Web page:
Paper from IMF Shows That Recovery Is Far from Complete

07/16/2015 12:00am

Nicolas Buffie

Researchers at the International Monetary Fund (IMF) released a paper earlier this year on the decrease in labor force participation since 2007. They conclude that although structural components have played a role in the decline, there is a large cyclical component present as well, meaning that labor force participation can still recover significantly without risking accelerating inflation. While we can quibble with some of their exact numbers—they argue that up to 43 percent of the drop in participation rates between 2007 and 2013 can be attributed to cyclical effects, while I’d argue that it’s a bit higher—their more general findings are surely correct.

We can see this not only in terms of labor force participation rates, but also in terms of employment rates. In 2007, the year-round average employment rate was 63.0 percent; it fell to 58.2 percent in November 2010 and since then has only risen to 59.3 percent. However, some of this decline merely reflects the aging of the population. Earlier this year, my colleague Kevin Cashman and I created an age-adjusted employment rate that holds the age distribution of the population constant from December 2007 onwards. Comparing our age-adjusted employment rate with the non-adjusted rate, what we see is that neither measure is fully recovered:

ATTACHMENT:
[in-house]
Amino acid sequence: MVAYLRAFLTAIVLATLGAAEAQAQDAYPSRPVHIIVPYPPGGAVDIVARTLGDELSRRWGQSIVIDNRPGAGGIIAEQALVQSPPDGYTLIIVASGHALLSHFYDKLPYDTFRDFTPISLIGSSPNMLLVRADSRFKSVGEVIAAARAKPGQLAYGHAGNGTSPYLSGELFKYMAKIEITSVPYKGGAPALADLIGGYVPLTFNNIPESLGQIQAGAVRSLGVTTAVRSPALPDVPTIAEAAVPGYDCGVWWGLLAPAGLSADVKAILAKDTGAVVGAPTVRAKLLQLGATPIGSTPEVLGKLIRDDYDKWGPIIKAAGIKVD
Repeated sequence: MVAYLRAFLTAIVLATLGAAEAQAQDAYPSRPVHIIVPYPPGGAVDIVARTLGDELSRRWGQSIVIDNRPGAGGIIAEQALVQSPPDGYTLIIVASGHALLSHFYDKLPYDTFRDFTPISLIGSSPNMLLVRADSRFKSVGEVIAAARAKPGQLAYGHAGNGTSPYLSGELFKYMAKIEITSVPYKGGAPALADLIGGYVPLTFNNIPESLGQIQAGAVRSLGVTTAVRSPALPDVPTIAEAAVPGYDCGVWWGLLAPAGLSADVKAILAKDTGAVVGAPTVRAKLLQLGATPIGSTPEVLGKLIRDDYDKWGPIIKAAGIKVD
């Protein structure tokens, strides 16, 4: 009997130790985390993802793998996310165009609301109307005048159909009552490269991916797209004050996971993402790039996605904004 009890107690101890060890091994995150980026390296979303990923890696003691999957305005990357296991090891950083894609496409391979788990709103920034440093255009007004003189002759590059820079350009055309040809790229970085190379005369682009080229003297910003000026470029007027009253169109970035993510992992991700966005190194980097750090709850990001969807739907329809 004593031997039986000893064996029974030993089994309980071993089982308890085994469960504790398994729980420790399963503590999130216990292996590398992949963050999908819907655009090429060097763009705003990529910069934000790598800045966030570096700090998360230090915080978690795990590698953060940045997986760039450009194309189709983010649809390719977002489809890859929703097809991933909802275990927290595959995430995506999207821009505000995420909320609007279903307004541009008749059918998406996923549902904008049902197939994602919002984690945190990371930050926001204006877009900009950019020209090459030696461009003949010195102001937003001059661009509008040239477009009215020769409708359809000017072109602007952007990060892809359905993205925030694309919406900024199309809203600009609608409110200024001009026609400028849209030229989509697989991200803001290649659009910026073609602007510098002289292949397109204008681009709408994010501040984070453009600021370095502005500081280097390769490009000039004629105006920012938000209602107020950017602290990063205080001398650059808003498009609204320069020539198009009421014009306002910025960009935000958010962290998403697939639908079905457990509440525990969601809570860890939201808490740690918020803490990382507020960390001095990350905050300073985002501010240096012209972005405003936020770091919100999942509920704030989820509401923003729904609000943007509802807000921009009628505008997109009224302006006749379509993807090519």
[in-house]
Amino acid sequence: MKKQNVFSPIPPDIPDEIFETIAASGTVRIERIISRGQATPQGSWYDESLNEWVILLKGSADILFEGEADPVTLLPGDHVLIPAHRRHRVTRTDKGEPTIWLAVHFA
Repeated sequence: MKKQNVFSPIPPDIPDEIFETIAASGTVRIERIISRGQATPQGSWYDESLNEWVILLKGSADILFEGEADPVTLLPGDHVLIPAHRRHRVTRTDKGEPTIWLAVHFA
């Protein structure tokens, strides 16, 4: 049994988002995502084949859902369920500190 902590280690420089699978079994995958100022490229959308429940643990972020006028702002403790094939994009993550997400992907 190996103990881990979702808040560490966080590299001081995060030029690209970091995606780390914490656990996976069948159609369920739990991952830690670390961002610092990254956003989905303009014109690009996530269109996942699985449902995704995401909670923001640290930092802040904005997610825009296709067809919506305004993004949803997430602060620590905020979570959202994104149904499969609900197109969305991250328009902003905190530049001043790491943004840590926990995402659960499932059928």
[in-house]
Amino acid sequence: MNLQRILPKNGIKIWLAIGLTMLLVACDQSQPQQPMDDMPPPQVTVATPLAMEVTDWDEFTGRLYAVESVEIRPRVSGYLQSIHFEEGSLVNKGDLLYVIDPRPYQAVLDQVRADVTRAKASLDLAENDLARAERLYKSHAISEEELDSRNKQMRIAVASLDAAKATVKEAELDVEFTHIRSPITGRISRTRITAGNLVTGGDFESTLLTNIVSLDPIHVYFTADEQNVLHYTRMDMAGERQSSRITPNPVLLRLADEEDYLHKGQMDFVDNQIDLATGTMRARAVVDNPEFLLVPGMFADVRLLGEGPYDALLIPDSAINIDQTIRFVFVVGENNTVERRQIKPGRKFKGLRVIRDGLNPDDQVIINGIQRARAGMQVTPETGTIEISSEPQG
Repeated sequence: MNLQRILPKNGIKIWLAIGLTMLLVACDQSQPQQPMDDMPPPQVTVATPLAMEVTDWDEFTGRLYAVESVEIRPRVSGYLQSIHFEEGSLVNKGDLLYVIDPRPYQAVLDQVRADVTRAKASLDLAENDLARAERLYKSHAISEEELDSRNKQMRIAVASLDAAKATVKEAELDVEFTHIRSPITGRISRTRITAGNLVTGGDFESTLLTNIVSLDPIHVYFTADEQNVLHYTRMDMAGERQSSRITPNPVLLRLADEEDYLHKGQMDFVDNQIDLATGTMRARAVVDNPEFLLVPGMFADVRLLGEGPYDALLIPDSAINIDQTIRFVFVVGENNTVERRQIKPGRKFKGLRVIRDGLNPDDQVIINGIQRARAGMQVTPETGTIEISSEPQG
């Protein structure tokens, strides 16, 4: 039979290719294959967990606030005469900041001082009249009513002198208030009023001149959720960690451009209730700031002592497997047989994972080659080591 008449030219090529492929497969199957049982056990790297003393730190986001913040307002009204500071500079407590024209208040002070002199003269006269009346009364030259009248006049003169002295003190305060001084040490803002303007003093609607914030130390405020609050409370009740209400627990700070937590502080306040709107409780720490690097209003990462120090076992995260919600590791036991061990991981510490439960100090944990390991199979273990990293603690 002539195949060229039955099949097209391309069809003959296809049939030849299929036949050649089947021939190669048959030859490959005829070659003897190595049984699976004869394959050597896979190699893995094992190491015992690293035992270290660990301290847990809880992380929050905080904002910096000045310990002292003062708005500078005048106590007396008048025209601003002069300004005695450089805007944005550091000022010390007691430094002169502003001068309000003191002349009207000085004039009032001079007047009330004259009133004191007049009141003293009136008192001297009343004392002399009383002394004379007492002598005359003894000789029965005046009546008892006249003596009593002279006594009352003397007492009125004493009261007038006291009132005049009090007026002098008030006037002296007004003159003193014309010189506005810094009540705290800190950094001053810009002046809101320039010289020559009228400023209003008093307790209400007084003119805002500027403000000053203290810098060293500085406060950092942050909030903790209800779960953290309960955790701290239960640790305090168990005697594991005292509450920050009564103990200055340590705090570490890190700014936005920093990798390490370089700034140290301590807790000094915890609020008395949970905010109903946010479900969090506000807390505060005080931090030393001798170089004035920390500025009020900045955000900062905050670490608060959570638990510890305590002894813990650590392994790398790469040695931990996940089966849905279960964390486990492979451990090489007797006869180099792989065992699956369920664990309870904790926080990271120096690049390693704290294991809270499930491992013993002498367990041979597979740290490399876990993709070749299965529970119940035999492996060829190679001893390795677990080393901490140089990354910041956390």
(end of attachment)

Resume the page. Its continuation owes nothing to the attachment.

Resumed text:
buffie 2015 07 16

Our age-adjusted measure was 61.09 percent in June 2015; while this is significantly better than 59.3 percent, it’s still well short of 63.0 percent. Moreover, over half of the 3.7 percentage-point decline in employment since 2007 appears cyclical, given that our age-adjusted measure is down 1.91 percentage points. This indicates that despite the aging of the population, the economy is still far from full recovery.

Furthermore, the labor market was likely operating below full employment even in 2007. That year the prime-age employment rate was 79.9 percent, far lower than the 81.5 percent rate from 2000. Policymakers should therefore be operating under the assumption that, regardless of changing demographics, today’s labor market is operating well below capacity. Policies aimed at increasing labor force participation and employment are therefore warranted.

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